Congratulations to Professor Jung Lee on the publication of his book, The Ethical Foundations of Early Daoism: Zhuangzi's Unique Moral Vision. His book is part of Palgrave MacMillan's series, Content and Context in Theological Ethics. Brown University Professor Harold D. Roth notes that Professor Lee's "highly original analysis of the implicit ethical thinking in the Zhuangzi makes an important contribution to both the comparative philosophy of religious ethics and to filling the gaps in our understanding and appreciation of this important classical Daoist work. It is a nuanced and fascinating interpretation of the text." Philip J. Ivanhoe, Professor of East Asian and Comparative Philosophy and Religion at City University, Hong Kong calls Professor Lee's reading of Zhunagzi "a compelling and immensely important alternative to traditional Confucian and modern Western interpreters who attempt to portray Zhuangzi as an amoralist unconcerned with values and indifferent to the world."Professor Lee teaches courses in philosophy, religion, and comparative ethics.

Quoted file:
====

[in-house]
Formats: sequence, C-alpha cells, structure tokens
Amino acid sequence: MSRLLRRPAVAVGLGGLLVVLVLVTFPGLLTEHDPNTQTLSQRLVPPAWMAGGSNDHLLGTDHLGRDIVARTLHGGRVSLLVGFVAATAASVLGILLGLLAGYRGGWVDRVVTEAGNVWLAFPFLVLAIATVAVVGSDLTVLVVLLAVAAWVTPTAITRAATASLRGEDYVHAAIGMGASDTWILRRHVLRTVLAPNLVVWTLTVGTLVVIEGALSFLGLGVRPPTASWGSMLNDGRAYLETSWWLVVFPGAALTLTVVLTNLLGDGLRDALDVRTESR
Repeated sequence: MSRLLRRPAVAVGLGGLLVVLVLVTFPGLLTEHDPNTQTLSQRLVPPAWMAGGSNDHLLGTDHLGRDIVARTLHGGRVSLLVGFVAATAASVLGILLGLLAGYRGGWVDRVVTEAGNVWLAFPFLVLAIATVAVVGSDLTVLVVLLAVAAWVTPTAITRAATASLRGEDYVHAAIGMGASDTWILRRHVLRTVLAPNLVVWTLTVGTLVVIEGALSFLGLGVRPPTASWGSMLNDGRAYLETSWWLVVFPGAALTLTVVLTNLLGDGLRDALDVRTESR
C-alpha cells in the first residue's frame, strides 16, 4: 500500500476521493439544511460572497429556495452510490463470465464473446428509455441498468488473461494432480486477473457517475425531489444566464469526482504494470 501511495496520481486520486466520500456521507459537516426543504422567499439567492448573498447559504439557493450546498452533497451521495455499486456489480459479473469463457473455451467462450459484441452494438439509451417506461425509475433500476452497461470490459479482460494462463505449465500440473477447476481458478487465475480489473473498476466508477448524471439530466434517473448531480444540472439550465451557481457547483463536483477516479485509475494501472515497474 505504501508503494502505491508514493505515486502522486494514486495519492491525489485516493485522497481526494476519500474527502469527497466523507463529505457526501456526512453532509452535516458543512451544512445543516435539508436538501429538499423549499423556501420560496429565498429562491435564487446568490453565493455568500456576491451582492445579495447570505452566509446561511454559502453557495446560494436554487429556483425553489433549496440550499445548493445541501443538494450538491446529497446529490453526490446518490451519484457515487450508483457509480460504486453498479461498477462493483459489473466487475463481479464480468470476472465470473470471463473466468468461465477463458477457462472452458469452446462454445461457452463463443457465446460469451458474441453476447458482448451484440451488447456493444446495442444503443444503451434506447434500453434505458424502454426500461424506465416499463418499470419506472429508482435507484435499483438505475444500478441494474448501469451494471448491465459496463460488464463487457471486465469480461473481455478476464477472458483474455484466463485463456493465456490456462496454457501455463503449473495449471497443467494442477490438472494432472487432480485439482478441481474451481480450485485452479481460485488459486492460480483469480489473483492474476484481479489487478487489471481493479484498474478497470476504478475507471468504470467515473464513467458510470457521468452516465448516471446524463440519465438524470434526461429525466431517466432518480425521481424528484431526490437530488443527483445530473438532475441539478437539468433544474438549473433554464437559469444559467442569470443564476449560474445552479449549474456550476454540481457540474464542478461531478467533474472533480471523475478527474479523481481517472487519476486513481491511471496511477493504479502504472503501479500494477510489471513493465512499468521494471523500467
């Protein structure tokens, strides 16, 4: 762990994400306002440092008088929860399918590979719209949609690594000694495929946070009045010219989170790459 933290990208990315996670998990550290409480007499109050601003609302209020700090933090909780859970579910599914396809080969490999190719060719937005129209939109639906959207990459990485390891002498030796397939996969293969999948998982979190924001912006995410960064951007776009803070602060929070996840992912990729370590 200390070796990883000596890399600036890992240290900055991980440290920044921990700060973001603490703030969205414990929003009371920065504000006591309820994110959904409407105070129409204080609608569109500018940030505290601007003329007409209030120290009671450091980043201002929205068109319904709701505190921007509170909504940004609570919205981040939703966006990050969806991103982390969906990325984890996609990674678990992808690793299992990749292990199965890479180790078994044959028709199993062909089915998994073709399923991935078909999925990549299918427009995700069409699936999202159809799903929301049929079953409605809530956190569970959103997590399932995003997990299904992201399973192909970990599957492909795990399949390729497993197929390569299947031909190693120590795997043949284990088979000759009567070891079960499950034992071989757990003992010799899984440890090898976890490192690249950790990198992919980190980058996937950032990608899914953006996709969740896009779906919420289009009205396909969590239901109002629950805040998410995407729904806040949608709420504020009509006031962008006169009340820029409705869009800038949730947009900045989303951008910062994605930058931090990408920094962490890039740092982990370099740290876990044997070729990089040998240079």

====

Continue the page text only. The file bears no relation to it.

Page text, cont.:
Welcome to the Department of Philosophy and Religion at Northeastern University. Our department is filled with faculty and students who love to think, read and talk about "the big questions" and the intersection philosophy, religion and the contemporary situation in which we find ourselves.
We have an active research faculty and an award winning group of students whose career plans range from heading off to graduate or law school to careers in public relations and human services. The Department is home to The Ethics Institute which organizes workshops and round tables on contemporary moral issues and has recently inaugurated a Visiting Scholar Program. Our philosophy club is an active group of undergraduates who gather weekly for dinner and discussion of faculty and student presentations.
Graduating in 2014? We'll be honoring you at the Senior Lunch for Philosophy and Religious Studies majors, minors, and friends. Thursday, May 1. Meet in the department office (371 Holmes Hall) at noon.